A horror maestro says Rotten Tomatoes is the best thing to happen to the movie business

Not everyone is sour on Rotten Tomatoes.
Not everyone is sour on Rotten Tomatoes.
Image: AP Photo/John Salangsang/Invision
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Rotten Tomatoes is a root of ire in Hollywood. Producer Brett Ratner calls it the “worst thing that we have in today’s movie culture.” Jilted studios have pinned poor box-office returns on low Tomatometer scores. And others have faulted its reductive method of review aggregation for ruining the art of film criticism.

But not everyone is sour on the site. Jason Blum, the producer behind horror hits like Get Out and The Purge, says its elevating the film industry.

“Rotten Tomatoes is the best thing that happened to the movie business,” Blum told the New York Times (paywall), “because it means you have to make good movies.”

Indeed, the site, which scores films based on the share of reviewers that give them positive or negative reviews, makes it difficult to turn a lackluster film into a hit these days. But that’s not a problem for Blum, who has risen to the challenge with aplomb.

Blum’s Blumhouse Productions kicked off the year with M. Night Shyamalan’s suspenseful Split, which scored a 75% on Rotten Tomatoes and brought in $278 million globally—the most of any Blumhouse film, unadjusted for inflation. It followed that up with the near-perfect scoring Get Out (99%), a genre-bending satirical horror movie that raked in $253 million and Oscar buzz—all on a $4.5 million budget. It had a few other profitable, but minor successes in 2017, too, such as Sleight (72%), Lowriders (55%), and recently, Happy Death Day (69%), which cost $4.8 million to make and topped the box office earlier this month to earn $68.5 million worldwide, so far.

While the US box office has fallen 5% from last year to $8.7 billion, Blumhouse Productions is having its best year on record with $607.5 million in global returns through Oct. 29, based on ComScore and Box Office Mojo data.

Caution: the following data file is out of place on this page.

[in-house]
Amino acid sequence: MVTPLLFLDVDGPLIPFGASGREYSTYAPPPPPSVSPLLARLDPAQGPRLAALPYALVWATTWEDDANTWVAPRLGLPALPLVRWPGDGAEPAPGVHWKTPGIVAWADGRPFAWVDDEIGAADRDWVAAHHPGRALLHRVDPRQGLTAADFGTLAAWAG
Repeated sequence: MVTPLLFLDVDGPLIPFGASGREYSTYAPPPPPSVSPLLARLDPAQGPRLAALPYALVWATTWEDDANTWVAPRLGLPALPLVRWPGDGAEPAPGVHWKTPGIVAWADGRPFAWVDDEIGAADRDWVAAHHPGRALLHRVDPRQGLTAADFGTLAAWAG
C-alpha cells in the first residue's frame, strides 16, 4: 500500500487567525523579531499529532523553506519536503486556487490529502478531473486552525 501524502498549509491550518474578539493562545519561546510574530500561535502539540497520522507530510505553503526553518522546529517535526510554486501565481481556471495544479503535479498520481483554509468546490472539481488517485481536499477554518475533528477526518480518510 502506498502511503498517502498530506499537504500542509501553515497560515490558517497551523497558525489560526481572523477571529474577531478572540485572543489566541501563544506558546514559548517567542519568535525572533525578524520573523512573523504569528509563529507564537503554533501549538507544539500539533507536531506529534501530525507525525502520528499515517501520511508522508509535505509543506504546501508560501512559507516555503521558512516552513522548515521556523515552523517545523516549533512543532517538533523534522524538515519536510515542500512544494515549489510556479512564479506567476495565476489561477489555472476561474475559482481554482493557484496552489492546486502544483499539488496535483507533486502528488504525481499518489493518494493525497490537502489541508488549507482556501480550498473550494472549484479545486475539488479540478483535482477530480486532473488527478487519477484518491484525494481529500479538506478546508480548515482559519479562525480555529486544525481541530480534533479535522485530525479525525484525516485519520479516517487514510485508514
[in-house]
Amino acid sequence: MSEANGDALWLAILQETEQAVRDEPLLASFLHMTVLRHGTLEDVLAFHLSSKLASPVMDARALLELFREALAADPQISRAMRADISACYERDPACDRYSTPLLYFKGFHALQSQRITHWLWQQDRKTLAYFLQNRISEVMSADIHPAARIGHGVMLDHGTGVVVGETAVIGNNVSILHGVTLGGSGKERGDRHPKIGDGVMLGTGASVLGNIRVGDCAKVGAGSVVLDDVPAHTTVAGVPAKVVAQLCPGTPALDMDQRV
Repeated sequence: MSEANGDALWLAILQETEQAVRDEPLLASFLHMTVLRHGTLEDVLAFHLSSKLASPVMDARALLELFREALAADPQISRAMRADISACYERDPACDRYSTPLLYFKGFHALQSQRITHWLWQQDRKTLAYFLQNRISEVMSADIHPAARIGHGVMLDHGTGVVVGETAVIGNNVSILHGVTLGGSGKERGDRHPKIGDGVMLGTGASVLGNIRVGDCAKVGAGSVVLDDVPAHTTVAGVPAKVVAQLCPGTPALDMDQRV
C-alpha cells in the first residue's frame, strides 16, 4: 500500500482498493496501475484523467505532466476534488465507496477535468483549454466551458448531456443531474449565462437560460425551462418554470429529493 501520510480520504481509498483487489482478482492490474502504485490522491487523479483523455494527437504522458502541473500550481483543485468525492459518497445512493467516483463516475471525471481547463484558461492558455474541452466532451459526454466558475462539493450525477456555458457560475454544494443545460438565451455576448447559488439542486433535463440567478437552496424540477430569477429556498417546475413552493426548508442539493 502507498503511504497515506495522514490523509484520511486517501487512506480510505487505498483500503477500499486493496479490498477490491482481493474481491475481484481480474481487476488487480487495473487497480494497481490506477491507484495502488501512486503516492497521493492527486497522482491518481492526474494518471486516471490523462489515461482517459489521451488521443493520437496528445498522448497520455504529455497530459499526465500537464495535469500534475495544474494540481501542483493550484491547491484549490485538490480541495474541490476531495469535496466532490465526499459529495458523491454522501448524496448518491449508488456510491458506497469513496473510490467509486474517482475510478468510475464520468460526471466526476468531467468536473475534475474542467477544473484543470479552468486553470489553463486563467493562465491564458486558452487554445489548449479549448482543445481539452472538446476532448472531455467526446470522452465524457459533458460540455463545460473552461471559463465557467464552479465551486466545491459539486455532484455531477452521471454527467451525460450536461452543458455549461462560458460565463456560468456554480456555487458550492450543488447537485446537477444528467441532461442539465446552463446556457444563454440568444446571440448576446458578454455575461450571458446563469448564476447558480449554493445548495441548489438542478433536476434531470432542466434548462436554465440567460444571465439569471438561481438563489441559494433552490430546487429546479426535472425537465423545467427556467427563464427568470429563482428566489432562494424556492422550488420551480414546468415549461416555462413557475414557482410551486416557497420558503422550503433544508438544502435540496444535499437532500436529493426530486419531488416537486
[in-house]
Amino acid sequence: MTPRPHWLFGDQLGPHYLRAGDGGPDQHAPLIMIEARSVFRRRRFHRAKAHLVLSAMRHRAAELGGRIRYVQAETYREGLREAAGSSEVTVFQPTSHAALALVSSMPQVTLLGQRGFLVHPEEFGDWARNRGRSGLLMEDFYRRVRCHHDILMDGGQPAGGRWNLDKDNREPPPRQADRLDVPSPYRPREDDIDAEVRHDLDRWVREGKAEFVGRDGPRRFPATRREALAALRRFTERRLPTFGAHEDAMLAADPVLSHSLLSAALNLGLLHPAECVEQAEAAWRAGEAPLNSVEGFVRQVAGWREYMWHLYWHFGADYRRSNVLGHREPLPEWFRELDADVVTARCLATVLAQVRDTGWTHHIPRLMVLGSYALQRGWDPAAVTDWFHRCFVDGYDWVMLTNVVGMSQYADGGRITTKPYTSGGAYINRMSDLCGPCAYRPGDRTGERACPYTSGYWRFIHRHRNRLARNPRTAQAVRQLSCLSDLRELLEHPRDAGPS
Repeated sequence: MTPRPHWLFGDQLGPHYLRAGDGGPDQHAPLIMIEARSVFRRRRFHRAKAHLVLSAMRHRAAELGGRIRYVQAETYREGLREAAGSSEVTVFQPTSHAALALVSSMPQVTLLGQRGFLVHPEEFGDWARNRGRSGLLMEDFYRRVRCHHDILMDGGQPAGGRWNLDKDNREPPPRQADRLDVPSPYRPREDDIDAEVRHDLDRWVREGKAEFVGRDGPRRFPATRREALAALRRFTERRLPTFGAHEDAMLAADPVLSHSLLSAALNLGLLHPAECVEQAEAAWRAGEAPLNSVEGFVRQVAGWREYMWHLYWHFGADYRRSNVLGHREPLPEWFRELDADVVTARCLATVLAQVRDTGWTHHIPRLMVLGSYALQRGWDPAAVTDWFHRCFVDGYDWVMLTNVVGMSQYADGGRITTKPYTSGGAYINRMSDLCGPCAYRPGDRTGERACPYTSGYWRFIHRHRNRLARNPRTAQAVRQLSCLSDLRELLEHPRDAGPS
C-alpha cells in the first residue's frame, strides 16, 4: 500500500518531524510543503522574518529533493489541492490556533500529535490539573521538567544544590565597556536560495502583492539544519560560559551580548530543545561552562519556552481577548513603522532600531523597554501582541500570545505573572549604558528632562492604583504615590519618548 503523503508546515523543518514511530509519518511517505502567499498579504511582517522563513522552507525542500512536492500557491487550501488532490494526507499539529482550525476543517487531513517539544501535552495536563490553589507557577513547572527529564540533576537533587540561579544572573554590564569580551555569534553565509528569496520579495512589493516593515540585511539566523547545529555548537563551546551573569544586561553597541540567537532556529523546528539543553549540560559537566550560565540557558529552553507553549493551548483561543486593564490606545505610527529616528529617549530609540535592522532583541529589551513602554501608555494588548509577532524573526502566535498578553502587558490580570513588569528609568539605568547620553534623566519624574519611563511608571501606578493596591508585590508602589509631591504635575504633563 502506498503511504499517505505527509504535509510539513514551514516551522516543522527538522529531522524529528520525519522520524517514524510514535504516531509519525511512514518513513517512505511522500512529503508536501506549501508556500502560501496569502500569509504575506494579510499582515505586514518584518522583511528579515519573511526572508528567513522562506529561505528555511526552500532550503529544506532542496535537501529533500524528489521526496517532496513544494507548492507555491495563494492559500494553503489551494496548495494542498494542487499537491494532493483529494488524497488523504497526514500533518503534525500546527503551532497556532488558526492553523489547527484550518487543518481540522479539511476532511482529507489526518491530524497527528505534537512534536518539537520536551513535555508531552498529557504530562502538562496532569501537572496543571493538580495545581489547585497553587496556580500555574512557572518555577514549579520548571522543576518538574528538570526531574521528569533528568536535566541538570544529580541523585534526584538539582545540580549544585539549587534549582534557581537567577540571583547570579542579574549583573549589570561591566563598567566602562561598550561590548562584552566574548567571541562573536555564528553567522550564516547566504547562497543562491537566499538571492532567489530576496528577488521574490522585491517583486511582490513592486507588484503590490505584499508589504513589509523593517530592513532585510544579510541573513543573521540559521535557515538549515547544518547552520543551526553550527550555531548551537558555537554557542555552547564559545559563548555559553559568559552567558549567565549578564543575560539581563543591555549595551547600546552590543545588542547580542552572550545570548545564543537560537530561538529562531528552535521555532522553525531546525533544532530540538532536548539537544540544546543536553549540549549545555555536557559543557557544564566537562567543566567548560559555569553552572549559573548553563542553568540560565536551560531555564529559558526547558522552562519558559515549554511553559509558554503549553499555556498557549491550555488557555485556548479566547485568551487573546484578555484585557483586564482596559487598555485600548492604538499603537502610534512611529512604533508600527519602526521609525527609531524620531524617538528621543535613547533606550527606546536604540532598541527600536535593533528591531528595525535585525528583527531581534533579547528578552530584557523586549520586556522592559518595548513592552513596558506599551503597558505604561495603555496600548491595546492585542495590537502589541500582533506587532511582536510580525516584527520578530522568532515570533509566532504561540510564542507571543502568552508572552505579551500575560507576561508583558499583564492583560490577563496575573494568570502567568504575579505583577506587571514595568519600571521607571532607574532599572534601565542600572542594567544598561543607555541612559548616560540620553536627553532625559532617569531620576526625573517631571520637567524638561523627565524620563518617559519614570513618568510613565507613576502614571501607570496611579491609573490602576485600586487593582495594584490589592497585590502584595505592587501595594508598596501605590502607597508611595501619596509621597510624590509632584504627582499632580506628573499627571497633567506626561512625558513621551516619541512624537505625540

It helped drive the horror genre to its biggest year ever in the US.

“What’s happening currently with the genre, which is bleeding black for studios, is the fact that filmmakers like [


 director] James Wan and Jason Blum consistently turn out product that not only arrives at a bargain basement price, but that audiences turn out in droves for,” Jeff Bock, senior box-office analyst at Exhibitor Relations, tells Quartz. “Blumhouse is obviously at the top of the horror heap right now, in terms of consistency as well as product flow.”

Blum, who also had a hand in the Oscar-winner Whiplash, is skillful at scoring with one coveted, yet fickle crowd: millennials. He told the Times that millennials love going to horror movies, and that they love doing so in groups, which makes them the perfect audience for his off-kilter genre fare.”Producers like Blumhouse have been particularly adept at creating stories, situations, and characters that resonate strongly with younger audiences who are generally elusive and tough to draw to the multiplex,” said Paul Dergarabedian, senior media analyst at ComScore.

To be sure, they can’t all be winners. The long-delayed Amityville: The Awakening, a co-production with Dimension Films, scored a 20% on Rotten Tomatoes and earned just $742 (that is not a typo) during its limited box-office debut this weekend. That was after streaming for free in the Google Play store for two weeks, and controversy at its disgraced distributor, The Weinstein Company.